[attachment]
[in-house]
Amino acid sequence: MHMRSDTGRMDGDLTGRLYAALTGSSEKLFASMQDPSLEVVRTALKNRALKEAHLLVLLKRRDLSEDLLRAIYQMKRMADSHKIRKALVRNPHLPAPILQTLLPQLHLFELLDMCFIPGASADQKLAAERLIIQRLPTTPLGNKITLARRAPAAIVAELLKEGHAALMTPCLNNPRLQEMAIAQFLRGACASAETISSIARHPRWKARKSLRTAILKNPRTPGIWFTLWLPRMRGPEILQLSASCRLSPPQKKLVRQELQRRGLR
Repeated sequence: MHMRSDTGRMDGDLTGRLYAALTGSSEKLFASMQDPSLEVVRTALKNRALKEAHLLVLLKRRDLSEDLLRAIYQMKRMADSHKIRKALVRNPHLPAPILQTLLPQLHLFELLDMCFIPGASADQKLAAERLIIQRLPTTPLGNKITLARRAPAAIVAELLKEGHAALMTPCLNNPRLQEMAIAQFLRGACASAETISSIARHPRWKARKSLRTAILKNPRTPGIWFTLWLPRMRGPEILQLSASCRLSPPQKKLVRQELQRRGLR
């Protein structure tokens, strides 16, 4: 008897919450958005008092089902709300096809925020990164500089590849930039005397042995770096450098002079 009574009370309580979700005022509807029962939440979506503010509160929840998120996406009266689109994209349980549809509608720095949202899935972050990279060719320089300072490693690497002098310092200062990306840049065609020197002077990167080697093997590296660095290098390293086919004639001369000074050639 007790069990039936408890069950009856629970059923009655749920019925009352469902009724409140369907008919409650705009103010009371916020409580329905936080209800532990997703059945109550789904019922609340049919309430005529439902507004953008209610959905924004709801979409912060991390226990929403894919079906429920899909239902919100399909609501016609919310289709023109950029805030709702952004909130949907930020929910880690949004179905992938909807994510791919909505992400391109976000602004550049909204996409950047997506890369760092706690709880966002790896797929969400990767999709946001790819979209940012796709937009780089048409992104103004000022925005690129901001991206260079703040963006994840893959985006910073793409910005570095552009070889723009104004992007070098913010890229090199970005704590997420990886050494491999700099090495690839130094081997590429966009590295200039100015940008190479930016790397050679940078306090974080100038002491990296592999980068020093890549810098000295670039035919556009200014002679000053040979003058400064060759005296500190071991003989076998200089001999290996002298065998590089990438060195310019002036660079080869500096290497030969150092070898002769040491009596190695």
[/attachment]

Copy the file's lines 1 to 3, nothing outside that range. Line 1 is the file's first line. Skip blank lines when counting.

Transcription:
[in-house]
Amino acid sequence: MHMRSDTGRMDGDLTGRLYAALTGSSEKLFASMQDPSLEVVRTALKNRALKEAHLLVLLKRRDLSEDLLRAIYQMKRMADSHKIRKALVRNPHLPAPILQTLLPQLHLFELLDMCFIPGASADQKLAAERLIIQRLPTTPLGNKITLARRAPAAIVAELLKEGHAALMTPCLNNPRLQEMAIAQFLRGACASAETISSIARHPRWKARKSLRTAILKNPRTPGIWFTLWLPRMRGPEILQLSASCRLSPPQKKLVRQELQRRGLR
Repeated sequence: MHMRSDTGRMDGDLTGRLYAALTGSSEKLFASMQDPSLEVVRTALKNRALKEAHLLVLLKRRDLSEDLLRAIYQMKRMADSHKIRKALVRNPHLPAPILQTLLPQLHLFELLDMCFIPGASADQKLAAERLIIQRLPTTPLGNKITLARRAPAAIVAELLKEGHAALMTPCLNNPRLQEMAIAQFLRGACASAETISSIARHPRWKARKSLRTAILKNPRTPGIWFTLWLPRMRGPEILQLSASCRLSPPQKKLVRQELQRRGLR